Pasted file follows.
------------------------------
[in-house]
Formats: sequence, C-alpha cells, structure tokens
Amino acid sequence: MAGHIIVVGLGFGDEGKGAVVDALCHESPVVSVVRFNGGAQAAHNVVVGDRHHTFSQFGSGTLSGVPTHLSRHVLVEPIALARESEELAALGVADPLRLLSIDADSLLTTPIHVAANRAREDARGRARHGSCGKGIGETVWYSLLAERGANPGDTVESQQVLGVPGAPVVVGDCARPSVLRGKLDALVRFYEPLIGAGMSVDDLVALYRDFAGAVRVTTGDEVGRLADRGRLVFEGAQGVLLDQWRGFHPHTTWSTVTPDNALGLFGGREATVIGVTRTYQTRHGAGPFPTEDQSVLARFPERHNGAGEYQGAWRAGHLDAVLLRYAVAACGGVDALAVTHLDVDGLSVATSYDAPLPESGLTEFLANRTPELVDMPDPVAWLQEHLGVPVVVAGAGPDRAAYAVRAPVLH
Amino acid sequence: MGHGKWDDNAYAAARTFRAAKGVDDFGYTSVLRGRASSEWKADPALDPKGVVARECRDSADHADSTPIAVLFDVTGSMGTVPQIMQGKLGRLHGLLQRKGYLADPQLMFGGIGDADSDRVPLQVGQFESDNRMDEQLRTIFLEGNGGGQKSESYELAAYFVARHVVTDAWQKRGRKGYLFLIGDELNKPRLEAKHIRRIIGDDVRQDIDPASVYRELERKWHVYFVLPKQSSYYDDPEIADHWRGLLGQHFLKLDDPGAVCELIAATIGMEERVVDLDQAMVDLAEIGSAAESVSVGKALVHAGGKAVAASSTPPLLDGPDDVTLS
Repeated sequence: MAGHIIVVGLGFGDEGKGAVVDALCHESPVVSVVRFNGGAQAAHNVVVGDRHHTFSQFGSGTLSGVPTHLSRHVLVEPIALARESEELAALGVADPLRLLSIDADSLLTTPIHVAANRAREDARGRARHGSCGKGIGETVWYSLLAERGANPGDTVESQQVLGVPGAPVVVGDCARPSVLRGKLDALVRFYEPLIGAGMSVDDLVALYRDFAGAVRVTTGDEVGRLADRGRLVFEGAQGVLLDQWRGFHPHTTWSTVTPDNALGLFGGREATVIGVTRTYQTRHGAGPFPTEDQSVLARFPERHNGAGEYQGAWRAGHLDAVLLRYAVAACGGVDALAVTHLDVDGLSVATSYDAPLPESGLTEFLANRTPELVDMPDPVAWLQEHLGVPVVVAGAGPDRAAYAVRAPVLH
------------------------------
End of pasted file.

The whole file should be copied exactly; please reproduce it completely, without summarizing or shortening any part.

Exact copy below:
[in-house]
Formats: sequence, C-alpha cells, structure tokens
Amino acid sequence: MAGHIIVVGLGFGDEGKGAVVDALCHESPVVSVVRFNGGAQAAHNVVVGDRHHTFSQFGSGTLSGVPTHLSRHVLVEPIALARESEELAALGVADPLRLLSIDADSLLTTPIHVAANRAREDARGRARHGSCGKGIGETVWYSLLAERGANPGDTVESQQVLGVPGAPVVVGDCARPSVLRGKLDALVRFYEPLIGAGMSVDDLVALYRDFAGAVRVTTGDEVGRLADRGRLVFEGAQGVLLDQWRGFHPHTTWSTVTPDNALGLFGGREATVIGVTRTYQTRHGAGPFPTEDQSVLARFPERHNGAGEYQGAWRAGHLDAVLLRYAVAACGGVDALAVTHLDVDGLSVATSYDAPLPESGLTEFLANRTPELVDMPDPVAWLQEHLGVPVVVAGAGPDRAAYAVRAPVLH
Amino acid sequence: MGHGKWDDNAYAAARTFRAAKGVDDFGYTSVLRGRASSEWKADPALDPKGVVARECRDSADHADSTPIAVLFDVTGSMGTVPQIMQGKLGRLHGLLQRKGYLADPQLMFGGIGDADSDRVPLQVGQFESDNRMDEQLRTIFLEGNGGGQKSESYELAAYFVARHVVTDAWQKRGRKGYLFLIGDELNKPRLEAKHIRRIIGDDVRQDIDPASVYRELERKWHVYFVLPKQSSYYDDPEIADHWRGLLGQHFLKLDDPGAVCELIAATIGMEERVVDLDQAMVDLAEIGSAAESVSVGKALVHAGGKAVAASSTPPLLDGPDDVTLS
Repeated sequence: MAGHIIVVGLGFGDEGKGAVVDALCHESPVVSVVRFNGGAQAAHNVVVGDRHHTFSQFGSGTLSGVPTHLSRHVLVEPIALARESEELAALGVADPLRLLSIDADSLLTTPIHVAANRAREDARGRARHGSCGKGIGETVWYSLLAERGANPGDTVESQQVLGVPGAPVVVGDCARPSVLRGKLDALVRFYEPLIGAGMSVDDLVALYRDFAGAVRVTTGDEVGRLADRGRLVFEGAQGVLLDQWRGFHPHTTWSTVTPDNALGLFGGREATVIGVTRTYQTRHGAGPFPTEDQSVLARFPERHNGAGEYQGAWRAGHLDAVLLRYAVAACGGVDALAVTHLDVDGLSVATSYDAPLPESGLTEFLANRTPELVDMPDPVAWLQEHLGVPVVVAGAGPDRAAYAVRAPVLH